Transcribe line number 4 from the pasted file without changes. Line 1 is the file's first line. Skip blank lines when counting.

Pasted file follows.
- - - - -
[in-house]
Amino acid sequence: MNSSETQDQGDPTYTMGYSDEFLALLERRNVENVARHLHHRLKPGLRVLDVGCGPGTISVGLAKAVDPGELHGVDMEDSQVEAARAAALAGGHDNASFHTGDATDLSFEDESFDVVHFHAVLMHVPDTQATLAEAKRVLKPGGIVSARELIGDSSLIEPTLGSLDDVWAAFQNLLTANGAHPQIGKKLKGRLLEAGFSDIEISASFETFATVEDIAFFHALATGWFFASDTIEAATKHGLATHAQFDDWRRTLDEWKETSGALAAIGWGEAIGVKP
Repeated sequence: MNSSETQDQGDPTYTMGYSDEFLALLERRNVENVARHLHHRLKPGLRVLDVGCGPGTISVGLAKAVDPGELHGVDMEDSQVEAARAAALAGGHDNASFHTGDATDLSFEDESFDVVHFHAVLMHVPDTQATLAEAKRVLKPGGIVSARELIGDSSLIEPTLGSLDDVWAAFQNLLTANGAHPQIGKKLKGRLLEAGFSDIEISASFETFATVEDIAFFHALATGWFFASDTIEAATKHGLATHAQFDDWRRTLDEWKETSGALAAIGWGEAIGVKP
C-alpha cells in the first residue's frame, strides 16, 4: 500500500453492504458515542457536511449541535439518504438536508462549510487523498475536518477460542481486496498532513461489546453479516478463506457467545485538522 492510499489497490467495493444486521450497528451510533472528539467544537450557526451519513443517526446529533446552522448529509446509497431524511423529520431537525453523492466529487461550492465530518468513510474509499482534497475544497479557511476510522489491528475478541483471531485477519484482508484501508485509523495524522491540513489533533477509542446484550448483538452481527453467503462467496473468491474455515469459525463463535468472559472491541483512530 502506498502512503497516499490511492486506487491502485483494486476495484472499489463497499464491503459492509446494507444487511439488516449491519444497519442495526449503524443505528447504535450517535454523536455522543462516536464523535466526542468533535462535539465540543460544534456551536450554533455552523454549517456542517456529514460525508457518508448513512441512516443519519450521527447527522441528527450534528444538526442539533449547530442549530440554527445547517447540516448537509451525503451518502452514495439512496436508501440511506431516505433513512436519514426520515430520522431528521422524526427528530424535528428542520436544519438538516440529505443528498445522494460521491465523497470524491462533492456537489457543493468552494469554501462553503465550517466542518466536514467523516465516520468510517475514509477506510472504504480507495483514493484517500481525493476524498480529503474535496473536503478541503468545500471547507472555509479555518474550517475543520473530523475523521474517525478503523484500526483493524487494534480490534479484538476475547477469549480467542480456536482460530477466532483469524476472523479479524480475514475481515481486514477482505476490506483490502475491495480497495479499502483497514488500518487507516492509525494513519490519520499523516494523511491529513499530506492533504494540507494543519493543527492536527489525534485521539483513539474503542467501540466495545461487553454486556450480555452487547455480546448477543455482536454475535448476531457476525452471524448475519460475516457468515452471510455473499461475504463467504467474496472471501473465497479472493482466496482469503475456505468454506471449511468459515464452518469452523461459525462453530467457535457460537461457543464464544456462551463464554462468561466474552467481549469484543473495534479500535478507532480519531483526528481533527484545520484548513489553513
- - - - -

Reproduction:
C-alpha cells in the first residue's frame, strides 16, 4: 500500500453492504458515542457536511449541535439518504438536508462549510487523498475536518477460542481486496498532513461489546453479516478463506457467545485538522 492510499489497490467495493444486521450497528451510533472528539467544537450557526451519513443517526446529533446552522448529509446509497431524511423529520431537525453523492466529487461550492465530518468513510474509499482534497475544497479557511476510522489491528475478541483471531485477519484482508484501508485509523495524522491540513489533533477509542446484550448483538452481527453467503462467496473468491474455515469459525463463535468472559472491541483512530 502506498502512503497516499490511492486506487491502485483494486476495484472499489463497499464491503459492509446494507444487511439488516449491519444497519442495526449503524443505528447504535450517535454523536455522543462516536464523535466526542468533535462535539465540543460544534456551536450554533455552523454549517456542517456529514460525508457518508448513512441512516443519519450521527447527522441528527450534528444538526442539533449547530442549530440554527445547517447540516448537509451525503451518502452514495439512496436508501440511506431516505433513512436519514426520515430520522431528521422524526427528530424535528428542520436544519438538516440529505443528498445522494460521491465523497470524491462533492456537489457543493468552494469554501462553503465550517466542518466536514467523516465516520468510517475514509477506510472504504480507495483514493484517500481525493476524498480529503474535496473536503478541503468545500471547507472555509479555518474550517475543520473530523475523521474517525478503523484500526483493524487494534480490534479484538476475547477469549480467542480456536482460530477466532483469524476472523479479524480475514475481515481486514477482505476490506483490502475491495480497495479499502483497514488500518487507516492509525494513519490519520499523516494523511491529513499530506492533504494540507494543519493543527492536527489525534485521539483513539474503542467501540466495545461487553454486556450480555452487547455480546448477543455482536454475535448476531457476525452471524448475519460475516457468515452471510455473499461475504463467504467474496472471501473465497479472493482466496482469503475456505468454506471449511468459515464452518469452523461459525462453530467457535457460537461457543464464544456462551463464554462468561466474552467481549469484543473495534479500535478507532480519531483526528481533527484545520484548513489553513